Taxpayer advocacy group flags top issues
Jamestown Taxpayers Association members have identified the upcoming police contract negotiations as the single most-pressing issue demanding its near-term attention. A proposed sailing school and revisions to the Jamestown charter rounded out the “top three” issues that the fledgling group selected from a list of five during an Aug. 10 meeting at the Jamestown Grange.
The 24-member group, whose full name is the Jamestown Taxpayers Association: Advocates for Common Sense, debated several topics in addition to the five selected by Chairman John Pagano.
Pagano stressed that the vote was not intended to pick the “most important issues,” but, rather, to select “the three issues which, given the size of our group, would allow us to have the most impact in the short term.”
The police contract is an issue for the group because, among other reasons, the contract expires in December, along with the contract for town employees. Frank Meyer said that “the amount of overtime paid to our police should be forced into the open” even though “the negotiations have to be held in secret if one or the other party requests secret negotiations.” The police contract elicited less debate – for now – than the other issues on the list of five. The Town Council recently considered whether a sailing school should be allowed at Fort Getty, which drew the same number of votes from group members as Jamestown charter revisions as an issue on which the group should focus its attention.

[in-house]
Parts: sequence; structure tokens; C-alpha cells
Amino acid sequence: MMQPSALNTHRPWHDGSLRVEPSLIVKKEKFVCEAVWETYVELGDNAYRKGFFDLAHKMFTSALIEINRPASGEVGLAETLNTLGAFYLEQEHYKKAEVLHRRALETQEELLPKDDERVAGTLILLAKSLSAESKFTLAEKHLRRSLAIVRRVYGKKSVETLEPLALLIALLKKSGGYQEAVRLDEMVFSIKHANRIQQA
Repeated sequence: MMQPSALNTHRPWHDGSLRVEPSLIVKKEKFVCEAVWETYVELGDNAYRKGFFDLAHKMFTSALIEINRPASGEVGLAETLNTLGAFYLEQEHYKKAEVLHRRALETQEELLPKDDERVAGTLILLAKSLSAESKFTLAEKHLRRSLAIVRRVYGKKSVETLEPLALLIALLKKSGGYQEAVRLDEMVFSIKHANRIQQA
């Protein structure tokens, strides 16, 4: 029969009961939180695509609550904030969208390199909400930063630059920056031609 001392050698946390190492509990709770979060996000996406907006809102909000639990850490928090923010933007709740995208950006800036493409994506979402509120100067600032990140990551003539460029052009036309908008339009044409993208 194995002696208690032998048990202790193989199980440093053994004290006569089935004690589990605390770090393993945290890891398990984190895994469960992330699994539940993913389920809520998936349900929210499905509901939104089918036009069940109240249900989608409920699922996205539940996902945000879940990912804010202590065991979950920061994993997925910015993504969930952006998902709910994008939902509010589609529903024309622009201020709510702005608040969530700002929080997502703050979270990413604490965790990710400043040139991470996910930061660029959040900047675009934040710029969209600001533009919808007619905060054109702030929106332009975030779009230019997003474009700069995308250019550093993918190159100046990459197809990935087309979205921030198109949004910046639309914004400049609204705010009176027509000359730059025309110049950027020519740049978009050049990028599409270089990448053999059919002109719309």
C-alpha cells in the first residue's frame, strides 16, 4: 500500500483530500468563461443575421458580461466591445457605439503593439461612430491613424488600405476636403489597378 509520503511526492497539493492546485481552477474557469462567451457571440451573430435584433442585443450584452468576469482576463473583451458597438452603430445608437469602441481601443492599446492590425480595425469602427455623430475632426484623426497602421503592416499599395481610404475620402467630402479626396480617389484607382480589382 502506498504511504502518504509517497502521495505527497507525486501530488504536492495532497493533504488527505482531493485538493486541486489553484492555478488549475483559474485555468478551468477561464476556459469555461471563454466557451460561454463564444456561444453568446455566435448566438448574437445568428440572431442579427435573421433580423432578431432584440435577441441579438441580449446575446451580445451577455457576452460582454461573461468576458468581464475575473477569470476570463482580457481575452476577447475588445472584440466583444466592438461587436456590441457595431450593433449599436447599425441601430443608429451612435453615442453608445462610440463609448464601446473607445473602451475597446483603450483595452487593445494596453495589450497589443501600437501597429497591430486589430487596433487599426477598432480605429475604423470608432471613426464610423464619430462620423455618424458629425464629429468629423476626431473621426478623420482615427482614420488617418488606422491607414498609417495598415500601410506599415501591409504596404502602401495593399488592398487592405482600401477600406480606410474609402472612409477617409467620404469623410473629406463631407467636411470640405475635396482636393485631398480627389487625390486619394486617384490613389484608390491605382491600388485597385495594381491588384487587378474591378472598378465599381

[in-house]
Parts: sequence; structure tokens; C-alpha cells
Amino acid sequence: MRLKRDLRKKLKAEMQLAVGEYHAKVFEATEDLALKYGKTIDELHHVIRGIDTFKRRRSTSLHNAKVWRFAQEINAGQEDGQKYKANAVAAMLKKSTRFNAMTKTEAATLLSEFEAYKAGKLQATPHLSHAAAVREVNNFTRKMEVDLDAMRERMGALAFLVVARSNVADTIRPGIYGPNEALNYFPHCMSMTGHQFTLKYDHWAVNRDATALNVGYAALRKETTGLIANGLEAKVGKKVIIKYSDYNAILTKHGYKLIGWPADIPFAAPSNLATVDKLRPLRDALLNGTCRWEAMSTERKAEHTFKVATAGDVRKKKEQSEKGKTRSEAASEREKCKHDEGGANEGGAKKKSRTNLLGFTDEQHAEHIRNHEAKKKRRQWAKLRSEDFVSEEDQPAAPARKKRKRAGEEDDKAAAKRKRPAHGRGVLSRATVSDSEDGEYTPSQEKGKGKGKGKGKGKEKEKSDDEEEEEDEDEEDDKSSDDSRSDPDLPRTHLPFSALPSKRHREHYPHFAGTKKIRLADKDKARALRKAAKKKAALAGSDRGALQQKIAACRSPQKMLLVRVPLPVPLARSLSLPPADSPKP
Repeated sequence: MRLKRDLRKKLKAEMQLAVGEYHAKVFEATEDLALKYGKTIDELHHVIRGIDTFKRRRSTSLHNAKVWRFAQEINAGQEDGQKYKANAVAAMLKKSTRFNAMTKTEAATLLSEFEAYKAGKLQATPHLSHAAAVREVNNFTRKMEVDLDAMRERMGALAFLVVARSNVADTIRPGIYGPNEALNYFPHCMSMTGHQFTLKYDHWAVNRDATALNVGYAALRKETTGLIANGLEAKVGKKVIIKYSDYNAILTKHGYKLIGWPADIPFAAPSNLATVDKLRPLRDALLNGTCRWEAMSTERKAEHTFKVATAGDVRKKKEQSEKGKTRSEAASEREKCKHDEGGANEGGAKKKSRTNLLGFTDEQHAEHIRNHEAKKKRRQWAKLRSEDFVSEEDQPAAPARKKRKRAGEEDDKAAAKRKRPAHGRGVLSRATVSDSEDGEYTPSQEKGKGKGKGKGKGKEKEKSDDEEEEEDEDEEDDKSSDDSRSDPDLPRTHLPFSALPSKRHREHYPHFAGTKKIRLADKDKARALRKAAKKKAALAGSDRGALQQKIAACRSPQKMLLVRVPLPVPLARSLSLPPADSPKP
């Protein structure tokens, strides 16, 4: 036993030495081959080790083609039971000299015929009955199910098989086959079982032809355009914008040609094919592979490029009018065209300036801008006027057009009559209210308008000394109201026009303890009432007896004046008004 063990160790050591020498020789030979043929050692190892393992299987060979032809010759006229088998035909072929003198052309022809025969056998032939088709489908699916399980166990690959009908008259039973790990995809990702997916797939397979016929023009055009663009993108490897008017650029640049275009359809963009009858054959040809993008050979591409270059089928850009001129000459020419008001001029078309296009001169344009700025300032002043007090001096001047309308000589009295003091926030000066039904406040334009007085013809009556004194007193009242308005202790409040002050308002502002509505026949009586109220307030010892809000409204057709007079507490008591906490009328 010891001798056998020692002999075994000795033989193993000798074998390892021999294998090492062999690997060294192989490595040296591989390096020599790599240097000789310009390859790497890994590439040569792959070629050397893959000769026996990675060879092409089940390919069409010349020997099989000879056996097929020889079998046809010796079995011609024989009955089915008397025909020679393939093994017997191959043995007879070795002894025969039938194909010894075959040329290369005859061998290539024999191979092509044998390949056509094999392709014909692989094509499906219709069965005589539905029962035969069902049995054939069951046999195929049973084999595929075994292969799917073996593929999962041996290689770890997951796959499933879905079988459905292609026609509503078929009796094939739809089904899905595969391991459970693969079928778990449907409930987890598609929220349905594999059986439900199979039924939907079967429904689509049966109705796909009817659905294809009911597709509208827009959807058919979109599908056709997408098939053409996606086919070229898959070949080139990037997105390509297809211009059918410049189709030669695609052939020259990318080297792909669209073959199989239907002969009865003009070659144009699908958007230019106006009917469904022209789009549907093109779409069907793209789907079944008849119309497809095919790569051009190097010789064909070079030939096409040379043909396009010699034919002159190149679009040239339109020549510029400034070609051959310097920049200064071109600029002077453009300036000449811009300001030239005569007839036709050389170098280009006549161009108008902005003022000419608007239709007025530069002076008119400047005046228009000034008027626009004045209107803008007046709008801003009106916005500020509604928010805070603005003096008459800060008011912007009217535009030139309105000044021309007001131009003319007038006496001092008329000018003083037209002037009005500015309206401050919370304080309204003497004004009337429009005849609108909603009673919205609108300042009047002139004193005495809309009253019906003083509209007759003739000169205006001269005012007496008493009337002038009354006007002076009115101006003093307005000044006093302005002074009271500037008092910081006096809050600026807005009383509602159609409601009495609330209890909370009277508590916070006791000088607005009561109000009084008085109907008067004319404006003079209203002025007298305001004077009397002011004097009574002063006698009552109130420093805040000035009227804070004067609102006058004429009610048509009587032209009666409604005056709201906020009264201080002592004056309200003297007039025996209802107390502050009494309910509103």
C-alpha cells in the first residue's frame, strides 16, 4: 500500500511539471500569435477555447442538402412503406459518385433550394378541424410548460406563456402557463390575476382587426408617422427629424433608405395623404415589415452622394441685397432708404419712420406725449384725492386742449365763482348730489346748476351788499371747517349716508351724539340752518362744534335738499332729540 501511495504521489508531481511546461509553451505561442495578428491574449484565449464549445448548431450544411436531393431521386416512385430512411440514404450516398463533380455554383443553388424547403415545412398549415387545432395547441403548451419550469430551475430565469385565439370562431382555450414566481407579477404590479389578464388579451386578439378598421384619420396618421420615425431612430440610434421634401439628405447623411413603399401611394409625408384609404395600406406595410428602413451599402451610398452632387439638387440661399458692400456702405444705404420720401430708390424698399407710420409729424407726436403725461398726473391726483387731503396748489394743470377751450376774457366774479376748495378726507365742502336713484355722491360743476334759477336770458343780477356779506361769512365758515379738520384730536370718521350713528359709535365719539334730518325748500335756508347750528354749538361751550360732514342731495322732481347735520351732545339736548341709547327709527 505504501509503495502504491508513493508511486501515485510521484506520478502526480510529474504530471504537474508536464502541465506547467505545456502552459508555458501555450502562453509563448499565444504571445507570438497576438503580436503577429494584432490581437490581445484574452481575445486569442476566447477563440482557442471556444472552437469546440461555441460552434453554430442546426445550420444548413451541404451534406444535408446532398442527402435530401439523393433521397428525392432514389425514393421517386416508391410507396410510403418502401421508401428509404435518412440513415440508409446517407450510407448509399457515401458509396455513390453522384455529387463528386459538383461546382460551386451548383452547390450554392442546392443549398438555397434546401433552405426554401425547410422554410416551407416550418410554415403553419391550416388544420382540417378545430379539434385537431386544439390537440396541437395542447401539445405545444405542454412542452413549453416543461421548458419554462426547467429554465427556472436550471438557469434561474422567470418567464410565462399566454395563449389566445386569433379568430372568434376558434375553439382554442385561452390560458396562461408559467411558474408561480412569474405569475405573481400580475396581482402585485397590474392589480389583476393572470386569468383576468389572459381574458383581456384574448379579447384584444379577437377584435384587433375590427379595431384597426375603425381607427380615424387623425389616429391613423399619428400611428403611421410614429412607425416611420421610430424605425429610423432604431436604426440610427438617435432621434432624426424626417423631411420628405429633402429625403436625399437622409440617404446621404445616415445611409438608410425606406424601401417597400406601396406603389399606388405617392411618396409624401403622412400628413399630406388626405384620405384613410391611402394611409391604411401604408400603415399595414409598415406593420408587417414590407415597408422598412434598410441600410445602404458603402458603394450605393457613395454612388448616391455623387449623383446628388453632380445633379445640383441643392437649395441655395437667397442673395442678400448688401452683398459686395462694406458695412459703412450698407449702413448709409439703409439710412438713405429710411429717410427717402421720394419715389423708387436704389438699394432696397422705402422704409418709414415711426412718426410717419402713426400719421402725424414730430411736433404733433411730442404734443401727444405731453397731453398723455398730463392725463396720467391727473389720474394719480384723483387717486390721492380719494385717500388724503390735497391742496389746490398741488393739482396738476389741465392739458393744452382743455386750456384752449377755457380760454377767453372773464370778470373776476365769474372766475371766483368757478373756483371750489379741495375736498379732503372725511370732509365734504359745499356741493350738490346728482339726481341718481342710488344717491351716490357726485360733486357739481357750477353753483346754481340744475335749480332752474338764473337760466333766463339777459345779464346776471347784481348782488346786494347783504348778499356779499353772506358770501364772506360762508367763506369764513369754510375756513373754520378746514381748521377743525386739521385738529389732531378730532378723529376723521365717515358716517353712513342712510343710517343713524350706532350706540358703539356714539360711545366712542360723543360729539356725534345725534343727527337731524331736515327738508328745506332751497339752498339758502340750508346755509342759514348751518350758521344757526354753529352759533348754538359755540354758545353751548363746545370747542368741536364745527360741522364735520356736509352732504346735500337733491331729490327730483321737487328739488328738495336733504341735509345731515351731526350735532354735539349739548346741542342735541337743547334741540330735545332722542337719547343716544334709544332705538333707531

However, the council “is not discussing costs and burdens in any detail,” said David Cain, who added, “It appears to me that the town recreation department is already operating at a deficit, which begs the question: Is a sailing school fiscally responsible?”
Pagano said the question posed by Cain was particularly appropriate “when you consider that FAST [which would build the facility and run the school] is asking for a 20-year lease – and this is a lease that’s extremely nebulous. If the town is going to be responsible for buying the boats and maintaining the buildings, they would be locked into a major financial commitment which, in my opinion, will never be offset by rent [because FAST could submit its bills for facility improvements in lieu of rent].”
The issue of town charter revisions has arisen because the group wants to ensure, Cain said, that “we have the ability to impact agenda topics before the council votes on them. The inability of the public to have meaningful input and participation is exclusionary government.” Cain added that he was pleased to learn that revising the town charter is possible through ballot referenda because the process is otherwise procedurally complicated and drawn-out (although it’s up to the council to put proposed revisions on the ballot).
The other two issues on the “top five” list included the proposal to designate Shoreby Hill as a historic district (which, Meyer said, was a “selfish thing that the town shouldn’t be involved with”), and the equity of wild disparities in real estate re-assessments resulting from such factors as “incompetent appraisals” in some neighborhoods and big-ticket sales in others.
The group, which plans to invite council candidates to its meetings starting in September, will next meet on Monday, Aug. 24.